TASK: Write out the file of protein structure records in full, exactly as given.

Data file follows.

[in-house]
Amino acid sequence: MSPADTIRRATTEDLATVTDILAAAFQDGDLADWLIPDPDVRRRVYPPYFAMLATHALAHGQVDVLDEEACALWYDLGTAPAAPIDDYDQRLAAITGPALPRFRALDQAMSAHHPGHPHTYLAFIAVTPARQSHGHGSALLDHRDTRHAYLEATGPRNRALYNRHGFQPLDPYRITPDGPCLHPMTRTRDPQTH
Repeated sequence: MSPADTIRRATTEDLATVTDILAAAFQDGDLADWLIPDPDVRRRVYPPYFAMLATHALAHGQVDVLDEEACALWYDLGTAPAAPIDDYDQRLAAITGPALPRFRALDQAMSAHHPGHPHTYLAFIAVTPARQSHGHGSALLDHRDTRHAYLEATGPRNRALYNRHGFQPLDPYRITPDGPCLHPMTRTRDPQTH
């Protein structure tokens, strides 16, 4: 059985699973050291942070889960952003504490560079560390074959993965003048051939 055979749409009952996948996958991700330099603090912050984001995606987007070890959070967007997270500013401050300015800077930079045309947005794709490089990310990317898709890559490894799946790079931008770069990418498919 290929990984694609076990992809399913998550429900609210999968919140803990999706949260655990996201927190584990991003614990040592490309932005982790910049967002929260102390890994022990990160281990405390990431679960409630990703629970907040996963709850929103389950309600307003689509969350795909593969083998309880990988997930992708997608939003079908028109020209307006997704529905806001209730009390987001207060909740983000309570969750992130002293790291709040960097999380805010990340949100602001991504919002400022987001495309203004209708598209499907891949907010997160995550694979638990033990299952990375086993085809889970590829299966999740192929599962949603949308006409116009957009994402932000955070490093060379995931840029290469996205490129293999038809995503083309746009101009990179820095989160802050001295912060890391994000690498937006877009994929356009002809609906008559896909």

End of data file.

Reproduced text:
[in-house]
Amino acid sequence: MSPADTIRRATTEDLATVTDILAAAFQDGDLADWLIPDPDVRRRVYPPYFAMLATHALAHGQVDVLDEEACALWYDLGTAPAAPIDDYDQRLAAITGPALPRFRALDQAMSAHHPGHPHTYLAFIAVTPARQSHGHGSALLDHRDTRHAYLEATGPRNRALYNRHGFQPLDPYRITPDGPCLHPMTRTRDPQTH
Repeated sequence: MSPADTIRRATTEDLATVTDILAAAFQDGDLADWLIPDPDVRRRVYPPYFAMLATHALAHGQVDVLDEEACALWYDLGTAPAAPIDDYDQRLAAITGPALPRFRALDQAMSAHHPGHPHTYLAFIAVTPARQSHGHGSALLDHRDTRHAYLEATGPRNRALYNRHGFQPLDPYRITPDGPCLHPMTRTRDPQTH
């Protein structure tokens, strides 16, 4: 059985699973050291942070889960952003504490560079560390074959993965003048051939 055979749409009952996948996958991700330099603090912050984001995606987007070890959070967007997270500013401050300015800077930079045309947005794709490089990310990317898709890559490894799946790079931008770069990418498919 290929990984694609076990992809399913998550429900609210999968919140803990999706949260655990996201927190584990991003614990040592490309932005982790910049967002929260102390890994022990990160281990405390990431679960409630990703629970907040996963709850929103389950309600307003689509969350795909593969083998309880990988997930992708997608939003079908028109020209307006997704529905806001209730009390987001207060909740983000309570969750992130002293790291709040960097999380805010990340949100602001991504919002400022987001495309203004209708598209499907891949907010997160995550694979638990033990299952990375086993085809889970590829299966999740192929599962949603949308006409116009957009994402932000955070490093060379995931840029290469996205490129293999038809995503083309746009101009990179820095989160802050001295912060890391994000690498937006877009994929356009002809609906008559896909």